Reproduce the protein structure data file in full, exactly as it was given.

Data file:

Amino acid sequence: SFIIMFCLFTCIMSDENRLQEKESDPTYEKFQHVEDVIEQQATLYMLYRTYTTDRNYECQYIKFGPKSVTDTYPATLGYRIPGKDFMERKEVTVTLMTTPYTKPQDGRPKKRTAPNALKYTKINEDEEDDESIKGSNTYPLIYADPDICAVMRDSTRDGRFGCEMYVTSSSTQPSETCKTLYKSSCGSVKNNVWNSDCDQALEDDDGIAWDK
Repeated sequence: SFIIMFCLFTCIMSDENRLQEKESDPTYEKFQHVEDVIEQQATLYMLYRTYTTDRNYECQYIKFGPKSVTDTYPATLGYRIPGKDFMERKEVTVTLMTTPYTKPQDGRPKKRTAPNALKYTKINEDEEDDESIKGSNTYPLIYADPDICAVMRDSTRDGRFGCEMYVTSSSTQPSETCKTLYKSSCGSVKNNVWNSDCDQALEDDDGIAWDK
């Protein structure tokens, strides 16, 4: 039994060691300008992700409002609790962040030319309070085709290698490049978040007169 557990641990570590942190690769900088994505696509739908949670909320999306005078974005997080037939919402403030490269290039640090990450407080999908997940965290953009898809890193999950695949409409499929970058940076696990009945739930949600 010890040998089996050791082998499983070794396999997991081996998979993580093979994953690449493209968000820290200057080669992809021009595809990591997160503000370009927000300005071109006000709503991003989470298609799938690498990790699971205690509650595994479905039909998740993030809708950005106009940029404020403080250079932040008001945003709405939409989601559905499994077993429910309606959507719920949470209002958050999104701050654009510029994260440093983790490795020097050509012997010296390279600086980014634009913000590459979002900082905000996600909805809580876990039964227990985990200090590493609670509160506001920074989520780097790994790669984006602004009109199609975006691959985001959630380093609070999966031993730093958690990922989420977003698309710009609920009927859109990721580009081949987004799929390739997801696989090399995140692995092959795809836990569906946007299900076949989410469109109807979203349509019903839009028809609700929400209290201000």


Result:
Amino acid sequence: SFIIMFCLFTCIMSDENRLQEKESDPTYEKFQHVEDVIEQQATLYMLYRTYTTDRNYECQYIKFGPKSVTDTYPATLGYRIPGKDFMERKEVTVTLMTTPYTKPQDGRPKKRTAPNALKYTKINEDEEDDESIKGSNTYPLIYADPDICAVMRDSTRDGRFGCEMYVTSSSTQPSETCKTLYKSSCGSVKNNVWNSDCDQALEDDDGIAWDK
Repeated sequence: SFIIMFCLFTCIMSDENRLQEKESDPTYEKFQHVEDVIEQQATLYMLYRTYTTDRNYECQYIKFGPKSVTDTYPATLGYRIPGKDFMERKEVTVTLMTTPYTKPQDGRPKKRTAPNALKYTKINEDEEDDESIKGSNTYPLIYADPDICAVMRDSTRDGRFGCEMYVTSSSTQPSETCKTLYKSSCGSVKNNVWNSDCDQALEDDDGIAWDK
């Protein structure tokens, strides 16, 4: 039994060691300008992700409002609790962040030319309070085709290698490049978040007169 557990641990570590942190690769900088994505696509739908949670909320999306005078974005997080037939919402403030490269290039640090990450407080999908997940965290953009898809890193999950695949409409499929970058940076696990009945739930949600 010890040998089996050791082998499983070794396999997991081996998979993580093979994953690449493209968000820290200057080669992809021009595809990591997160503000370009927000300005071109006000709503991003989470298609799938690498990790699971205690509650595994479905039909998740993030809708950005106009940029404020403080250079932040008001945003709405939409989601559905499994077993429910309606959507719920949470209002958050999104701050654009510029994260440093983790490795020097050509012997010296390279600086980014634009913000590459979002900082905000996600909805809580876990039964227990985990200090590493609670509160506001920074989520780097790994790669984006602004009109199609975006691959985001959630380093609070999966031993730093958690990922989420977003698309710009609920009927859109990721580009081949987004799929390739997801696989090399995140692995092959795809836990569906946007299900076949989410469109109807979203349509019903839009028809609700929400209290201000």